Rain and marshmallows – Israel ablaze for Lag B'Omer
Despite rain in North, a Qassam rocket in South, and general fear of violence, hundreds of thousands of Israelis throw oil on the fire. But don't worry – in the words of one dad from Tel Aviv: We're the cops, the security guards, and also here to enjoy ourselves
Smoke gets in their eyes: Hundreds of thousands of Israeli – mostly children and teens – spent Wednesday night around Lag B'Omer bonfires. Some parents accompanied their children to the bonfires.
"Tonight we're the cops, the security guards, the parents – and also here to enjoy ourselves," Tel Aviv resident Assaf Livneh told Ynet.
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Livneh said that he and his wife were more worried about their children in light of the recent wave of violent incidents. "I'm less worried about the bonfires and more worried about violence," he said, noting that when he was young there was no need for parents to join their children on Lag B'Omer.
Kids play at a bonfire. (Photo: Yaron Brenner)
Ruthie, who came to the bonfire with her son Ran, said she enjoyed "spending time with the kids and eating a burnt potato." Unlike some of the other parents, she wasn't concerned about violence: "Today the most important thing is to close the windows at home. We learned that lesson, and we don't want to go from a bonfire here to a bonfire at home. Sparks can fly in, not to mention the smell."
Roasting marshmallows. (Photo: Yaron Brenner)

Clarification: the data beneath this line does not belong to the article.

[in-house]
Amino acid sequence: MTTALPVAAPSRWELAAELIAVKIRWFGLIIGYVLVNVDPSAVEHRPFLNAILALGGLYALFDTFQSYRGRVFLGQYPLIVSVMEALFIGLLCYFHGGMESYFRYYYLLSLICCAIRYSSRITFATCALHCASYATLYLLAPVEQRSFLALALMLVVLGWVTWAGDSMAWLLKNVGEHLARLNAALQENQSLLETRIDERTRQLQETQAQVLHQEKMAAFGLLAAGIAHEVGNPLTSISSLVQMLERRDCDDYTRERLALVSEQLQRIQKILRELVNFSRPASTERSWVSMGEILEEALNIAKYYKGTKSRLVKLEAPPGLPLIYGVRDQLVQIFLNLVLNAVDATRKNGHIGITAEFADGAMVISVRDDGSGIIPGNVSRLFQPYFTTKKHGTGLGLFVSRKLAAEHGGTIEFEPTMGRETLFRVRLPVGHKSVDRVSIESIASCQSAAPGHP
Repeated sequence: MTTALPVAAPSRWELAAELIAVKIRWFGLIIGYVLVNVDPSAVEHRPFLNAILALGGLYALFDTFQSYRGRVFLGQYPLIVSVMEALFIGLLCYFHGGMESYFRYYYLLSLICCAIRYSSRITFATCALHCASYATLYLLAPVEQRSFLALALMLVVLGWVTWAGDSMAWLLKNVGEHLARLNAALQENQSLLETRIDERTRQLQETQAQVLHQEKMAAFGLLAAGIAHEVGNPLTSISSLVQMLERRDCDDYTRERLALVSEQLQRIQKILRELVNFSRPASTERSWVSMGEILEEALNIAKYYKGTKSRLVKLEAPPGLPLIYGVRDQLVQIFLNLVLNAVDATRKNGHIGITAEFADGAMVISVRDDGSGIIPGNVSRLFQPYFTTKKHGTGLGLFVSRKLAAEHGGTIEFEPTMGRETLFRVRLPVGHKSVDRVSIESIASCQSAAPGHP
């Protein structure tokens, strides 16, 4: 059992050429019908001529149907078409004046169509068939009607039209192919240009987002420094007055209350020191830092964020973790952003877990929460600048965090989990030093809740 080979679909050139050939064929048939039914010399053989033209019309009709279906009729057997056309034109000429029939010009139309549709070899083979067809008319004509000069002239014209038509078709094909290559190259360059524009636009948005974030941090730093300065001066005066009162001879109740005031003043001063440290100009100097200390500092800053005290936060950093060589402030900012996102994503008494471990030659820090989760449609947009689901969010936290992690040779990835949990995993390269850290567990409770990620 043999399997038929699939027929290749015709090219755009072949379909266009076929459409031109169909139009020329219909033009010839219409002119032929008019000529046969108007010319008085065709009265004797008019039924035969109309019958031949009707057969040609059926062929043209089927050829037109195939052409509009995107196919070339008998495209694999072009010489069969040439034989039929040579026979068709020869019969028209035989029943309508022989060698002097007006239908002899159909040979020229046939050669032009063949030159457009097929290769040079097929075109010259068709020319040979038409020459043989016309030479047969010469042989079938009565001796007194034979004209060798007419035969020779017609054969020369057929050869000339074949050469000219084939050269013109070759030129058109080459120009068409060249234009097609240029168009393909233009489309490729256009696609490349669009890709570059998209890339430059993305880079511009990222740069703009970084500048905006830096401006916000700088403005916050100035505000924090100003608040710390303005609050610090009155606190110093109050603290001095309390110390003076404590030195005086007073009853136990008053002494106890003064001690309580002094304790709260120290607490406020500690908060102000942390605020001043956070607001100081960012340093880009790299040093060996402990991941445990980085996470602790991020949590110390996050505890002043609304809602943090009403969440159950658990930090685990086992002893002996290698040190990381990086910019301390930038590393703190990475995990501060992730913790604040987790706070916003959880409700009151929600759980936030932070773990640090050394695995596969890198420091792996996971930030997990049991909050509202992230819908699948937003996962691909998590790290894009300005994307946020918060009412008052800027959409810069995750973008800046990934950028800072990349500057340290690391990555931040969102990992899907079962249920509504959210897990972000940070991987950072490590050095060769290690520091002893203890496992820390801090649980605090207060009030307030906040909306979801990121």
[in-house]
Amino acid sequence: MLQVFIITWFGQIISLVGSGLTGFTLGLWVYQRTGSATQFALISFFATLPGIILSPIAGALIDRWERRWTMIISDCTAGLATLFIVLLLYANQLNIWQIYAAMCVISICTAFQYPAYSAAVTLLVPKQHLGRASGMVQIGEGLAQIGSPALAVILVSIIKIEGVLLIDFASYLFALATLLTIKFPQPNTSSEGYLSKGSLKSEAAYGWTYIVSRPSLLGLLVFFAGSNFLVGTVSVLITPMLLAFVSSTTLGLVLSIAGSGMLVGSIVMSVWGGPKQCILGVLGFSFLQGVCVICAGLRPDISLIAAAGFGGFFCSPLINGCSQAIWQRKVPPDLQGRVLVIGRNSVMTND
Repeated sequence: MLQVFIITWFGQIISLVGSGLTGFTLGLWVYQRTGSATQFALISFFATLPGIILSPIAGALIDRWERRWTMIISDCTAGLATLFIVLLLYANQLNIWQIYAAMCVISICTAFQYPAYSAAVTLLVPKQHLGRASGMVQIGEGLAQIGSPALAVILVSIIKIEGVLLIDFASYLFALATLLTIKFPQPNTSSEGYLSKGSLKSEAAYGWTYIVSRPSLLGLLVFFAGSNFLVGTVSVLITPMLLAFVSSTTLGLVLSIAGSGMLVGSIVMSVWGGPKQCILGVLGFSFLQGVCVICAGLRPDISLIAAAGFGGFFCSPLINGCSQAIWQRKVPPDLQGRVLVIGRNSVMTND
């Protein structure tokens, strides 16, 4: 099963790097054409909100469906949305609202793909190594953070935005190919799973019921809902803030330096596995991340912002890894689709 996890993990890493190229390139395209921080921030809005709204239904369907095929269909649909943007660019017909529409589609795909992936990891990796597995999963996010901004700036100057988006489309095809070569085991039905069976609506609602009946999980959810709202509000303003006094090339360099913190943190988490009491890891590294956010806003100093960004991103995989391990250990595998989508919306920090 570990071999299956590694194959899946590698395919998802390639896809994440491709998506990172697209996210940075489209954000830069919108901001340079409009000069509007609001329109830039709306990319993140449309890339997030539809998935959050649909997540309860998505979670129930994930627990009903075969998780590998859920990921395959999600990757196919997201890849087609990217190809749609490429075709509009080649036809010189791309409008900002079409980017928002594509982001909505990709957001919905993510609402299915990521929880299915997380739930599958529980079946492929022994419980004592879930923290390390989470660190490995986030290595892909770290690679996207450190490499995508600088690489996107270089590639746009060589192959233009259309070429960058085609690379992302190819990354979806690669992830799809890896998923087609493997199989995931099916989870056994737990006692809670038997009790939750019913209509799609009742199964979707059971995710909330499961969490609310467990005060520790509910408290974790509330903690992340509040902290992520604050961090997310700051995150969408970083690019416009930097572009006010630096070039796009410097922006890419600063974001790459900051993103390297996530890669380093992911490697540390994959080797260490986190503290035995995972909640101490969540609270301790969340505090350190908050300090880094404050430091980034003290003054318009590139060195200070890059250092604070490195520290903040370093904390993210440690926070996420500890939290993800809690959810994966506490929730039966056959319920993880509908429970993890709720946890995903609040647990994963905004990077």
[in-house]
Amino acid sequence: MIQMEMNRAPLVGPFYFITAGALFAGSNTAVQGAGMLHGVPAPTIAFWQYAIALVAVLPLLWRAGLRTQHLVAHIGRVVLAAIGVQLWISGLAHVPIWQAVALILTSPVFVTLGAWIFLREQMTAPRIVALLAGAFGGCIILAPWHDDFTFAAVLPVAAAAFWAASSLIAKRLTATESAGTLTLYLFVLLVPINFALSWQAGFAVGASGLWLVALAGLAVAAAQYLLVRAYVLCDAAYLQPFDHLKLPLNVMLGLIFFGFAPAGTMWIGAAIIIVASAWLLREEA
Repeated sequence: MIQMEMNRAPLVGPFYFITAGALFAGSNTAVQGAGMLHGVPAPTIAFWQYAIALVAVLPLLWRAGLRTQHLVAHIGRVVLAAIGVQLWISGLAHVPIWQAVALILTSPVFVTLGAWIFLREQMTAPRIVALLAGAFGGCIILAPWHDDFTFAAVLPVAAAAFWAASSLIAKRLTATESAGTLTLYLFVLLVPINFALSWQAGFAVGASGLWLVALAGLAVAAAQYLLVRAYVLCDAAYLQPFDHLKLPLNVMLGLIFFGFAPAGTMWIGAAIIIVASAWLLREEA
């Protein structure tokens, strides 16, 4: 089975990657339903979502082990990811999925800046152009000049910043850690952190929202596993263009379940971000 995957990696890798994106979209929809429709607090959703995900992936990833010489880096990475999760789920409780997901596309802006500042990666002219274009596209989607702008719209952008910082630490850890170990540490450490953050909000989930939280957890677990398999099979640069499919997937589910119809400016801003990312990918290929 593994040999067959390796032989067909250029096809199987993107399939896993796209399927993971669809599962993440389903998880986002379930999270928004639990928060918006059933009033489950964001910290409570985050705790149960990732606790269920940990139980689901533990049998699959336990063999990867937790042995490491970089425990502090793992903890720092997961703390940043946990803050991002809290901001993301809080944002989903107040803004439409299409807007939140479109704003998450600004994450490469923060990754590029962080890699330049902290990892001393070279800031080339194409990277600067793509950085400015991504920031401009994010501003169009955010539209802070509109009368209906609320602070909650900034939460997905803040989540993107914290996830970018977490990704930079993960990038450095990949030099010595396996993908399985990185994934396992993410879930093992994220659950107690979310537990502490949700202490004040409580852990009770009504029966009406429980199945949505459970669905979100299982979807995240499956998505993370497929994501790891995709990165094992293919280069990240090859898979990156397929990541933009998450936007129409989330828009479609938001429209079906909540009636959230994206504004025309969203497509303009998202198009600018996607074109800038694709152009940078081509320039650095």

A young boy tends the fire. (Photo: Yaron Brenner)
Some families weren't satisfied with sending parents along, and sent grandparents, as well. "This makes me think of days gone by, when I was young and celebrated Lag B'Omer. It makes me feel good," said Ami, who came to the bonfire with his daughter, son-in-law, and granddaughters. "Other than that, I'm having fun with my granddaughters an the whole family, so what's not good?"
In the South, the holiday festivities were marred by a Qassam rocket that landed in a field in the Sha'ar Hanegev regional council. No one was wounded and no damage was reported.
Candles lit on Mount Meron (Photo: News 24)
Celebrations elsewhere in Israel resulted in some injuries. Four children were lightly injured at a bonfire in Beitar Illit when a can thrown on the fire exploded, and a 24-year-old man fell from a height of four meters at the traditional Lag B'Omer rites on Mt. Meron. He was evacuated by helicopter to Rambam Hospital in Haifa in moderate condition.
Fire meets fire: Lightning in northern Israel. (Photo: Noam Friedman)
In northern Israel, the light of the bonfires was answered by flashes of lightning that lit up the sky, but the light rain that fell didn't manage to douse the flames. "Big drops were falling. It lasted about 15 minutes," said Yuval Morgenstern from Hispin. "The rain didn't put the bonfire out. It didn't spoil the party, the bonfire was going all through the rain," he said.
As it got darker, the young children's fires were replaced by those of teens. "On one hand, they kind of got things ready, and sometimes they even leave us some drinks and potatoes," Tal (18) said.
"On the other hand, you can't start a fire where they've already put out a fire because the ground is wet, so there's not always a lot of space left."